About this article: The Psychoeconomy War Room Table (And Other Situational Awareness Vignettes) first appeared on serialconsign.com on 2011-05-11.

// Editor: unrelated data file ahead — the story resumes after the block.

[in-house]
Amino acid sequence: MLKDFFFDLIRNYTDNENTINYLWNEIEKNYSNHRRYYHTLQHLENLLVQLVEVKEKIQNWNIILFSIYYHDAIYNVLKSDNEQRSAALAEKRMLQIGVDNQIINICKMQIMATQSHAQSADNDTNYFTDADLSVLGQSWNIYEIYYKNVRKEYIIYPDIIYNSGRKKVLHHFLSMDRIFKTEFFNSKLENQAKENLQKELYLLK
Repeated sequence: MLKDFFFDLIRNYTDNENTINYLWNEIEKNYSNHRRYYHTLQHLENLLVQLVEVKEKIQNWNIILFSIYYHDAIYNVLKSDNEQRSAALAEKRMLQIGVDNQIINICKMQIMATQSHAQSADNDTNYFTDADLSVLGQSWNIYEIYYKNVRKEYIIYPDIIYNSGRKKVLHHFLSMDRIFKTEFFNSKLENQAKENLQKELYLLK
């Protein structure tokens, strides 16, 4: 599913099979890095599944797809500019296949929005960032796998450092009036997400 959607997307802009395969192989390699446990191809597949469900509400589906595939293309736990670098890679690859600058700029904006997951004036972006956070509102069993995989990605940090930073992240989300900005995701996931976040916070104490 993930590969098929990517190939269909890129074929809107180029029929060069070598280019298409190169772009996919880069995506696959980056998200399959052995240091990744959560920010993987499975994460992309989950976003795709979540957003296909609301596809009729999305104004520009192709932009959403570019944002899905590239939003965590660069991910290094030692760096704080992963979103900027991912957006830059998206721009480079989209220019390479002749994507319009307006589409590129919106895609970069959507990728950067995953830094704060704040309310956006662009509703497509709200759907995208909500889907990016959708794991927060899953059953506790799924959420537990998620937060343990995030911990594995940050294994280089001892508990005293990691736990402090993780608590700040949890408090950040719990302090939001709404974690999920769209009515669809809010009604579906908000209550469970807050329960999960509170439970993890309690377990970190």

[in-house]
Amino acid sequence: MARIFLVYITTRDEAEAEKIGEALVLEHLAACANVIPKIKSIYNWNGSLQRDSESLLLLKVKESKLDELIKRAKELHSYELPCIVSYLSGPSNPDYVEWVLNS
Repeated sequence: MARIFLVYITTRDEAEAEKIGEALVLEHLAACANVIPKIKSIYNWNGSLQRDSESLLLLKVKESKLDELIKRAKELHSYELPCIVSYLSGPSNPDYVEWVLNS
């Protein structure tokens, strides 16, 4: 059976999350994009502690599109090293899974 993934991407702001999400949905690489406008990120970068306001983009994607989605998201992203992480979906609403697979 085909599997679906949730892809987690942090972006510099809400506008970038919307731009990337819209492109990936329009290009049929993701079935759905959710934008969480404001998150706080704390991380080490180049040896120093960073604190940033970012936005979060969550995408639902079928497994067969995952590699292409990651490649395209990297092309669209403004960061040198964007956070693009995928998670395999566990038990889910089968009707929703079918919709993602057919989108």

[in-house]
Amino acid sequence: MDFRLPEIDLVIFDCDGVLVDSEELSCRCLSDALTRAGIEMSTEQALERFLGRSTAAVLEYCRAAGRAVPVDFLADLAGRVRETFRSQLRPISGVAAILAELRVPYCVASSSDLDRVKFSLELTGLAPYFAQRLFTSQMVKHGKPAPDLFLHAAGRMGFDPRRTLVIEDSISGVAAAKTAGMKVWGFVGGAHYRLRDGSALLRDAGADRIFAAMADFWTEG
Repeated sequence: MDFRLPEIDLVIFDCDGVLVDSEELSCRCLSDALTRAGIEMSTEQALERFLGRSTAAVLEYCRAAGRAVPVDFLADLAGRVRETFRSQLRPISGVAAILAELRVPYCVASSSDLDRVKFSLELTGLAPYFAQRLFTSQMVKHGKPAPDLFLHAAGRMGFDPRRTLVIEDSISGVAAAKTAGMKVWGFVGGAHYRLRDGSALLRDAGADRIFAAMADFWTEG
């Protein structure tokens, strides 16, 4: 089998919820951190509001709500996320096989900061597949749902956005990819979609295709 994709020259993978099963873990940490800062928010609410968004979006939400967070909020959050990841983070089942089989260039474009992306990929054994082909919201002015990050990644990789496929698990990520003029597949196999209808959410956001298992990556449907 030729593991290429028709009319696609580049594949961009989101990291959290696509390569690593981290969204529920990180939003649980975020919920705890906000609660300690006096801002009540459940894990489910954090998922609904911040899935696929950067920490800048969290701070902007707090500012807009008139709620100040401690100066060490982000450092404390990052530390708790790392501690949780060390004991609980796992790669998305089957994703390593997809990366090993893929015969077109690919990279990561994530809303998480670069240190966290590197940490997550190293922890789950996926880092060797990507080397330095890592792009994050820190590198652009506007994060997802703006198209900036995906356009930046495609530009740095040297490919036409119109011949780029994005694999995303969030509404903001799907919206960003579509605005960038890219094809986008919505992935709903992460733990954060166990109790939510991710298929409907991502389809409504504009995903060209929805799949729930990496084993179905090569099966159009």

About the Author: Greg J. Smith a Toronto-based designer and researcher with interests in media theory and digital culture. Extending from a background in architecture, his research considers how contemporary information paradigms affect representational and spatial systems. Greg is a designer at Mission Specialist, blogs at Serial Consign, writes a column on emerging technology for Current Intelligence and is a managing editor of the digital arts publication Vague Terrain. He currently teaches in the CCIT program (University of Toronto/Sheridan College) and at OCAD University.